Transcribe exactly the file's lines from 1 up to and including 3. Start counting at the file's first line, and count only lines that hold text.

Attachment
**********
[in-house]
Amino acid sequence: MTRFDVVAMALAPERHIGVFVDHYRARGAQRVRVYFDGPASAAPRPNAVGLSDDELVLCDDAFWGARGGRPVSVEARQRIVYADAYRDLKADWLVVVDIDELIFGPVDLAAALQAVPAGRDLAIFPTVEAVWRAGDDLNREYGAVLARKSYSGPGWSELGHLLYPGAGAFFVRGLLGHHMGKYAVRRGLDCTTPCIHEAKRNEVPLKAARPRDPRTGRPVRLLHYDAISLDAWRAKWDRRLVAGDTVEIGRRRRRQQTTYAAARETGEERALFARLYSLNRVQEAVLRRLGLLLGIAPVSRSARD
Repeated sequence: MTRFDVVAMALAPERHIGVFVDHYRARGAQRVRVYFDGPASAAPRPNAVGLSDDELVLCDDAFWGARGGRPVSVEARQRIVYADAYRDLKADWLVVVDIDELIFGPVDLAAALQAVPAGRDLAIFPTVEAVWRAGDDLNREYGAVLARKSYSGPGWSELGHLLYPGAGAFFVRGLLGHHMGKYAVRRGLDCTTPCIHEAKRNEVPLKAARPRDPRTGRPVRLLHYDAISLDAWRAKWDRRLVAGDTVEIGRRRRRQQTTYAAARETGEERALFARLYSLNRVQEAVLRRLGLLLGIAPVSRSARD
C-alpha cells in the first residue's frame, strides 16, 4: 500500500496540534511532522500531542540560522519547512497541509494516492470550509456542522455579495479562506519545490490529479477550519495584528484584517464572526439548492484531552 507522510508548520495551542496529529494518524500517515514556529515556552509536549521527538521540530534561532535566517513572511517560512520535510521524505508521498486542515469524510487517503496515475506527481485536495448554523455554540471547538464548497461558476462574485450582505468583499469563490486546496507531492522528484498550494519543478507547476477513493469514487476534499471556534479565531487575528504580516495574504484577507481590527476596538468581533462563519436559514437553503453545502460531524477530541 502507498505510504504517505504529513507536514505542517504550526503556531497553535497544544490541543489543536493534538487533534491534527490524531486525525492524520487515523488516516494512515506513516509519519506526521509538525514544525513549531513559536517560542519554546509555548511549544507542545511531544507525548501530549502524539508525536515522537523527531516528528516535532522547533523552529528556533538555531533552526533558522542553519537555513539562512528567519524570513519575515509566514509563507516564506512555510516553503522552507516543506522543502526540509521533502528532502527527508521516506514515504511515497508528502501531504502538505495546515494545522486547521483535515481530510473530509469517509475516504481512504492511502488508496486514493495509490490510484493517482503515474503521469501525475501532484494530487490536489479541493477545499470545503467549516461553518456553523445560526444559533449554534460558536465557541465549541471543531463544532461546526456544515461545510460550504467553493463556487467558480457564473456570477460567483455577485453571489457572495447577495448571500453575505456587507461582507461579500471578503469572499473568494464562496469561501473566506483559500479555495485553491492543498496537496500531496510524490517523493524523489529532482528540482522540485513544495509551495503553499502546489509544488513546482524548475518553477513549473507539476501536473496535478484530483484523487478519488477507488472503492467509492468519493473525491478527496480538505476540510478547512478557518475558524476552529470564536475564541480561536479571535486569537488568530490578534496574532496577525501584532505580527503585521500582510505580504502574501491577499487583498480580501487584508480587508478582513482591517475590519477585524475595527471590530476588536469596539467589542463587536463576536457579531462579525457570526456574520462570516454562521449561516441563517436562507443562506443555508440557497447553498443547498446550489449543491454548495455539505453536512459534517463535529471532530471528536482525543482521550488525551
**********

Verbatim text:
[in-house]
Amino acid sequence: MTRFDVVAMALAPERHIGVFVDHYRARGAQRVRVYFDGPASAAPRPNAVGLSDDELVLCDDAFWGARGGRPVSVEARQRIVYADAYRDLKADWLVVVDIDELIFGPVDLAAALQAVPAGRDLAIFPTVEAVWRAGDDLNREYGAVLARKSYSGPGWSELGHLLYPGAGAFFVRGLLGHHMGKYAVRRGLDCTTPCIHEAKRNEVPLKAARPRDPRTGRPVRLLHYDAISLDAWRAKWDRRLVAGDTVEIGRRRRRQQTTYAAARETGEERALFARLYSLNRVQEAVLRRLGLLLGIAPVSRSARD
Repeated sequence: MTRFDVVAMALAPERHIGVFVDHYRARGAQRVRVYFDGPASAAPRPNAVGLSDDELVLCDDAFWGARGGRPVSVEARQRIVYADAYRDLKADWLVVVDIDELIFGPVDLAAALQAVPAGRDLAIFPTVEAVWRAGDDLNREYGAVLARKSYSGPGWSELGHLLYPGAGAFFVRGLLGHHMGKYAVRRGLDCTTPCIHEAKRNEVPLKAARPRDPRTGRPVRLLHYDAISLDAWRAKWDRRLVAGDTVEIGRRRRRQQTTYAAARETGEERALFARLYSLNRVQEAVLRRLGLLLGIAPVSRSARD